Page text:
WASHINGTON, DC, July 23, 2013 — Last week top Cypriot-American and Greek-American leaders met with senior US policymakers at the White House and State Department who handle the Cyprus issue and with the US Congress’ top foreign policy makers regarding Cyprus settlement efforts. These meetings took place as part of the Coordinated Effort of Hellene/Cyprus Organizations’ annual commemoration of the July 20, 1974 Turkish invasion and occupation of Cyprus. Below is a list of the participants in these meetings as well as some of the key policymakers with whom they met.
What follows is a report on the outcome of these meetings:
The Good News
In summary, Cyprus, the Greek-American community and some US government officials are to be congratulated for the improved status of Cyprus in Washington, D.C.
Deep engagement for many years by Greek-Americans with key Senators, Members of Congress and Administration officials who have now risen to leadership positions has resulted in top Washington policymakers having in-depth knowledge of the complex Cyprus issue. Those efforts have produced unprecedented advocacy by the Chairman of the Senate Foreign Relations Committee (Bob Menendez); extraordinary support by the Chairman and Ranking Democratic member of the House Foreign Affairs Committee (Ed Royce and Eliot Engel); and a dramatically upgraded American Ambassador in Cyprus (John Koenig). As well, Greek-American leaders’ unprecedented relationship with the US Vice President (Joe Biden) and involvement with President Barack Obama has contributed greatly.
The Obama Administration and the US Congress hold President Nicos Anastasiades and his government in very high regard. Foreign Minister Ioannis Kasoulides is a known and valued personality in America as is the Chief Negotiator Andreas Mavroyiannis. And, they also relate well with the new Ambassador of Cyprus to the US George Chacallis, who is an experienced Washington hand. As well, Cyprus’ upcoming natural gas income and its newly developed very close relationship with Israel all contribute to a positive image of Cyprus in Washington. Jewish Senators and Members who have always been Cyprus’ top support group feel even more committed to support.
The challenge facing Cyprus is the Obama Administration’s unprecedented close relationship with Turkey. President Obama reportedly speaks more to Turkish Prime Minister Recep Tayyip Erdogan than to British Prime Minister David Cameron. Obama’s nominee for Assistant Secretary of State for Europe and Eurasia recently described that closeness when she said before the Senate Foreign Relations Committee, “Our alliance with Turkey, our relationship with Turkey, is absolutely critical.” She called it “an intense and tight relationship, because we have constant contact — I think Secretary Kerry has now made seven plus trips to Turkey, the President talks regularly with President Erdogan.” She added that “Turkey’s democracy and the strength of it is important not only…as a NATO ally, but also because with a majority Islamic population Turkey’s democracy is looked at by other countries around the world and the region who aspire to be able to be Islamic and democratic at the same time.”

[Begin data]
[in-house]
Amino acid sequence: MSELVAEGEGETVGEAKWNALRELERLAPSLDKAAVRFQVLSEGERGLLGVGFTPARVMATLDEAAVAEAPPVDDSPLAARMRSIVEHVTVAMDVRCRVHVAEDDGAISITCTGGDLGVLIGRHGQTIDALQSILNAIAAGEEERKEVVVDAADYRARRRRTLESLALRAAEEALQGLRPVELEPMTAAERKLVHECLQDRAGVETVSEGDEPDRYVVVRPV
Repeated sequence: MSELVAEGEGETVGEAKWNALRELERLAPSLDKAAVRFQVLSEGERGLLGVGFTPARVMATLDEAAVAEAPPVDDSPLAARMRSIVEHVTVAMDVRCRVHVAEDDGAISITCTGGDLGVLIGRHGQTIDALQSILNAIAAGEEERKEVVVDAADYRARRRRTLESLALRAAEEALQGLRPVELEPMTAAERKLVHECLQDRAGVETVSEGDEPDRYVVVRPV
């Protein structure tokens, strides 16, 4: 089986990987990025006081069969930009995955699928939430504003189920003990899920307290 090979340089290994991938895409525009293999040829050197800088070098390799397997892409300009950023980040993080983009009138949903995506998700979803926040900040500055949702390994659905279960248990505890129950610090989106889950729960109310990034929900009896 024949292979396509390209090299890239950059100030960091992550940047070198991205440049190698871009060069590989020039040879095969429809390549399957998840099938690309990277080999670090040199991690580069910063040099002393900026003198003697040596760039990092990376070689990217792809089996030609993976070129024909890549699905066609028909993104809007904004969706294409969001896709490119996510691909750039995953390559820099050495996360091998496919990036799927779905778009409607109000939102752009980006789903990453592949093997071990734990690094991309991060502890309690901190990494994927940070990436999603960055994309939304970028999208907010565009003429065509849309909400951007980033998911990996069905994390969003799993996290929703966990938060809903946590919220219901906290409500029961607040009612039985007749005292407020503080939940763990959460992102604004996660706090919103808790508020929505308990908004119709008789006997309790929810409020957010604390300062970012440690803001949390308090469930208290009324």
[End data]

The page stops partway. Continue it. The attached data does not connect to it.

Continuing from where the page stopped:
Another aspect of the challenge can be seen in White House and State Department assurances, from the highest levels, to Greek-American leaders that Turkey is ready to settle Cyprus. However, when asked what steps, other than stating these words, Turkey has taken, the answer is none. If Turkey’s statements were sincere, surely Turkey would have responded positively to Cyprus’ generous offer of the confidence building measure of easing the economic embargo on the occupied area through the port of Famagusta and helping Turkey’s EU accession talks.
Turkish officials’ statements about opening the Greek Orthodox Halki Theological Seminary in Turkey convinced very sincere friends serving as Secretary of State and top White House officials that it was happening. Five different times over a ten-year-period these officials have made special calls to community leaders notifying them that the seminary was about to be opened.
Will Washington’s officials convince Turkey to change its Cyprus position? We have never had a better chance, but time will tell.
Participants in these meetings
with US policymakers
George Chacalli, Ambassador of Cyprus to the United States
Philip Christopher, President, Pancyprian Association of America
Andy Manatos, President, Coordinated Effort of Hellenes
Mike Manatos, Executive Director, Coordinated Effort of Hellenes
Endy Zemenides, Executive Director, Hellenic American Leadership Council
Tassos Zambas, Alternate President, Internat. Coordinating Committee – Justice for Cyprus (PSEKA)
Zenon Christodoulou, Founding Chair, NJ Hellenic-Am. Heritage Commission
Nick Larigakis, President, American Hellenic Institute
Basil Mossaides, Executive Director, AHEPA
Some of the US Policymakers With Whom They Met
Deputy Assistant Secretary of State for European and Eurasian Affairs, Eric Rubin
White House National Security Staff Director for the Southern European Affairs and the European Union, Michael Sessums
Vice President Biden’s Special Advisor for Europe and Eurasia, Janine Ellison
Chairman of the Senate Foreign Relations Committee, Senator Robert Menendez (D-NJ)
Chairman of the House Foreign Affairs Committee, Congressman Ed Royce (R-CA)
Ranking Member on the House Foreign Affairs Committee, Congressman Eliot Engel (D-NY)
Co-Chairmen of the Congressional Hellenic Israeli Alliance (CHIA), Congressmen Ted Deutch (D-FL) and Gus Bilirakis (R-FL)
Assistant Senate Majority Leader, Senator Richard Durbin (D-IL)
Chairwoman of the Senate Appropriations Committee, Senator Barbara Mikulski (D-MD)